Same-sex wedding planning tips | Marie Claire

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  • Wedding traditions are notoriously, well, traditional, as they are based around the notion of a bride and groom with very little flexibility when it comes to gender. With this in mind, when it comes to planning a gay or lesbian wedding, it can be difficult to know how to navigate many of the classic components of a big day – especially when legislation allowing same-sex weddings is still relatively new. Can you believe it only became legal in the UK in 2014?

    Here are some thoughts and tips from a wedding expert to guide you through planning a same-sex wedding:

    1. Remove the roles

    The well-known, traditional wedding party goes – bride, groom, best man, maid of honour, ushers and bridesmaids. These are really gender specific roles and they don’t really represent a lot of marriages in 2022.

    A lot of same-sex weddings have a mixture of male and female attendants instead. But please note, without the classic labels you’ll need to make sure everyone in your party knows what is expected of them.

    2. Combine pre-wedding celebrations

    If you have friends and family in common and mix in similar social circles, you might want to combine your ‘stag’ or ‘hen’ dos to avoid inviting the same people to two events.

    Combining parties can be a lot more fun too. You’re getting married to your other half so they’re probably the person you most love to party with anyway…

    3. Embrace the rainbow

    If white isn’t your colour or seems a little conservative to you, then have fun with colours instead. Go as bright and bold as you fancy with your outfits and wear what you feel comfortable with. The same goes for your wedding decor – at same-sex weddings it can be fun to go with a rainbow theme as a symbol of LGBTQ+ pride too.

    4. Walking down the aisle

    If you can’t decide who will walk down the aisle and who will wait at the top, or simply don’t like the idea of sticking to this tradition, then don’t.

    There are plenty of other options including walking down the aisle together, walking down the aisle one at a time with a parent or friend to “give you away” (give you support) or neither of you walking down the aisle and just being there in the ceremony room to greet everyone on your guest list.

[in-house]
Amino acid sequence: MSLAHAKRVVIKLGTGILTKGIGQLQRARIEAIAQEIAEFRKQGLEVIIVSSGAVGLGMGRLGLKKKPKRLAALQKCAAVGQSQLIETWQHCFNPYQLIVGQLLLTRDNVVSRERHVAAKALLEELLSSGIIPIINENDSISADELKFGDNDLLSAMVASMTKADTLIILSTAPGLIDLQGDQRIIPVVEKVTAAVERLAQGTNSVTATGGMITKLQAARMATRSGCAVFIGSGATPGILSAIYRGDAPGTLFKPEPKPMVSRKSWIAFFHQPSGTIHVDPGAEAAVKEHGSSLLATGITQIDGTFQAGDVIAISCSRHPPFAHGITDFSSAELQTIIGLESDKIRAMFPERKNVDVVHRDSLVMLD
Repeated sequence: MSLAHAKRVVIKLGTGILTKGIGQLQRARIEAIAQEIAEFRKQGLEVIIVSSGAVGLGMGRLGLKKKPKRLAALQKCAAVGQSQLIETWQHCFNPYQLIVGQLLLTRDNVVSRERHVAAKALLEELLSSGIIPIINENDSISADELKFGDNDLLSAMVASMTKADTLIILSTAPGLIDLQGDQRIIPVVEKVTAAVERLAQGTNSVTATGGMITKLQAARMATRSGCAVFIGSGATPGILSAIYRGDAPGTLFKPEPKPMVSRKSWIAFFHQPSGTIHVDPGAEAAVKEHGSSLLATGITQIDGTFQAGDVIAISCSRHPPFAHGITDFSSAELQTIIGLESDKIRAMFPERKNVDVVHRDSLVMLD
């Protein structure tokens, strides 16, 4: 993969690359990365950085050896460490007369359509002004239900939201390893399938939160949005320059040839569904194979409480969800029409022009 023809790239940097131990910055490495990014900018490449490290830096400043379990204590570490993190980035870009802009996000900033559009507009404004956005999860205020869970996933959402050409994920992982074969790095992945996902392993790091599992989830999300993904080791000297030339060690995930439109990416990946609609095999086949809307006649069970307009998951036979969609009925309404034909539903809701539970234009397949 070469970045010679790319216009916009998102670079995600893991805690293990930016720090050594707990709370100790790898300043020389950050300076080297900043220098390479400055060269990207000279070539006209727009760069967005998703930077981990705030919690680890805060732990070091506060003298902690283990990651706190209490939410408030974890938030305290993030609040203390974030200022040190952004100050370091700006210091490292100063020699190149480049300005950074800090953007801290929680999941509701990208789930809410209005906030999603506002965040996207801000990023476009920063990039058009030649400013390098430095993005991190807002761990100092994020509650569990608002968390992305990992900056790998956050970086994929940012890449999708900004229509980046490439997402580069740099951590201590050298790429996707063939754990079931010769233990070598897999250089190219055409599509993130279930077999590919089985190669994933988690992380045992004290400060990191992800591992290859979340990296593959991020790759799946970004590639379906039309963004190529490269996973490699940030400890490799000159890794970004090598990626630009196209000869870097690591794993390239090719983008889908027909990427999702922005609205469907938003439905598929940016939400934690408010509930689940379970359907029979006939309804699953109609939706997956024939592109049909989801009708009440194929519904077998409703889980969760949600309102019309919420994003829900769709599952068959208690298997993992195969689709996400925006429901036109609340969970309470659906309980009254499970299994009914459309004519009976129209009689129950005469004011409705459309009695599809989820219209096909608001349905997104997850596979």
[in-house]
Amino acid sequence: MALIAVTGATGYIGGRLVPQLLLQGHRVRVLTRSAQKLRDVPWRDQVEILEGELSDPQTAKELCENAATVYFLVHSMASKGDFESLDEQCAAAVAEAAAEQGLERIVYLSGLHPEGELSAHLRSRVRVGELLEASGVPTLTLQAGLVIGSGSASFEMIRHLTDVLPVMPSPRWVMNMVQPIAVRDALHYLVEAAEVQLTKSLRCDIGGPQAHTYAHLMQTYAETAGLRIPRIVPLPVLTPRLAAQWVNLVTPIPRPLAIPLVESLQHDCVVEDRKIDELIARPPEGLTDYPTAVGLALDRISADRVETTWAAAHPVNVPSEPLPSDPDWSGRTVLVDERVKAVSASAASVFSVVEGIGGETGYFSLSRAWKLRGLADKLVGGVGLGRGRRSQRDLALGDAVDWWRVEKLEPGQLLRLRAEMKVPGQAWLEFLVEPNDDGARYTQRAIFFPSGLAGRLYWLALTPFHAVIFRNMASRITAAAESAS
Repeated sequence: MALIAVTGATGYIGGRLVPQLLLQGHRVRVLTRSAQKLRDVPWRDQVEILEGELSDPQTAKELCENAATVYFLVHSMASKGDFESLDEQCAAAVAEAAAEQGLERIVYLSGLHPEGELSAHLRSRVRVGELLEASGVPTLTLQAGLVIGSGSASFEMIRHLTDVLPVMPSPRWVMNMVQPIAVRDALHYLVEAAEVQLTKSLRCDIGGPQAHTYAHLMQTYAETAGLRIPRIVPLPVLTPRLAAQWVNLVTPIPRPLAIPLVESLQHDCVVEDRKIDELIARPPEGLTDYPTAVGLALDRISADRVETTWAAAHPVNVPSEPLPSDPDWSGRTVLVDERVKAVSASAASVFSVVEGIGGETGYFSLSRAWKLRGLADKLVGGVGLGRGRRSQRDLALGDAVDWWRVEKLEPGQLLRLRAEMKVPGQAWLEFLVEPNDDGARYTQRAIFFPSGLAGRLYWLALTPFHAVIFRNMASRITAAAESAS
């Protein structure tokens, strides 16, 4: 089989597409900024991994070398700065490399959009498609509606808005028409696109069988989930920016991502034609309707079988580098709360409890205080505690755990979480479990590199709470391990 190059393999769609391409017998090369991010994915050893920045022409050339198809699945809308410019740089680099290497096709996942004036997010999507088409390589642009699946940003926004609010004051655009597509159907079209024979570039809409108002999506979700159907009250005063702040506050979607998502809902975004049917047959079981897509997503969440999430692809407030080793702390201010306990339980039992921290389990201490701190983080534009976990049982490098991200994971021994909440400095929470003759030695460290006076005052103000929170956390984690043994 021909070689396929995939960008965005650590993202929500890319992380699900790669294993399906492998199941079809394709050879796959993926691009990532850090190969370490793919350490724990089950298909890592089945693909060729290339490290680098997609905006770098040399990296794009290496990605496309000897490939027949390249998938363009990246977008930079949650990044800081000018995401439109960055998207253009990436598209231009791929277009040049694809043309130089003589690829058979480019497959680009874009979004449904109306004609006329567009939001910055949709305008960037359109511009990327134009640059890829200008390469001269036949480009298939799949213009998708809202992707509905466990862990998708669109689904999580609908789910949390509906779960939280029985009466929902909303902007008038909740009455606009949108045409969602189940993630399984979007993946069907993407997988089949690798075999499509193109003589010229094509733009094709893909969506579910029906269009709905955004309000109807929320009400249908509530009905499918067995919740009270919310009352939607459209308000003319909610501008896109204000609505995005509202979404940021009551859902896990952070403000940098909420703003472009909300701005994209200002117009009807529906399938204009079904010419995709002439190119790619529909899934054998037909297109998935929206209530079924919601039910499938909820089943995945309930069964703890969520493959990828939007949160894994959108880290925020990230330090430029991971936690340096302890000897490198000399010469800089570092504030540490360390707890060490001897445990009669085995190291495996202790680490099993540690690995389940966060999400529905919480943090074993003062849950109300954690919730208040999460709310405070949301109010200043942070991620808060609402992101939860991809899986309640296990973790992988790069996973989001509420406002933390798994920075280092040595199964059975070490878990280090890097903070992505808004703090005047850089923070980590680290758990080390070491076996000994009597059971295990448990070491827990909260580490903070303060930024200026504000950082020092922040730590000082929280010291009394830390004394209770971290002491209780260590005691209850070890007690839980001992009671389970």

5. Changing your name

    In typical wedding traditions, the bride takes the groom’s surname, and although many modern hetrosexual couples are choosing to go against this ‘rule’ in today’s world, the question of who takes whose name after the big day is one to consider when planning your nuptials.

    You could either blend the two names together to create a completely new name that’s special and unique to you, double-barrel your names or just keep your own names to mark your individuality.

    6. The speeches

    The traditional speech lineup goes: father of the bride, groom and best man. But more and more couples are mixing this up in the 21st century – you can have as many or as few speeches by different members of the wedding party as you like.

    Regardless of who talks, remember to ask your wedding party to keep them short and entertaining so they don’t go on for too long and you don’t bore your guests.

    What about a joint couple speech at your same sex weddings if you’re both feeling brave enough to do some public speaking?

    7. Do what makes you happy

    The general rule when planning any wedding is to put yourself and your partner first – try to block out the noise coming from family members or friends and instead focus on what you want and what you enjoy.

    Want a pizza van instead of a three-course wedding breakfast? Do it. Want to set off fireworks as you share your first kiss as a married couple? Do it. Your wedding day is all about doing what feels right for you as a couple.


    Lisa Forde is a wedding expert and founder of stationery favourites Tree of Hearts

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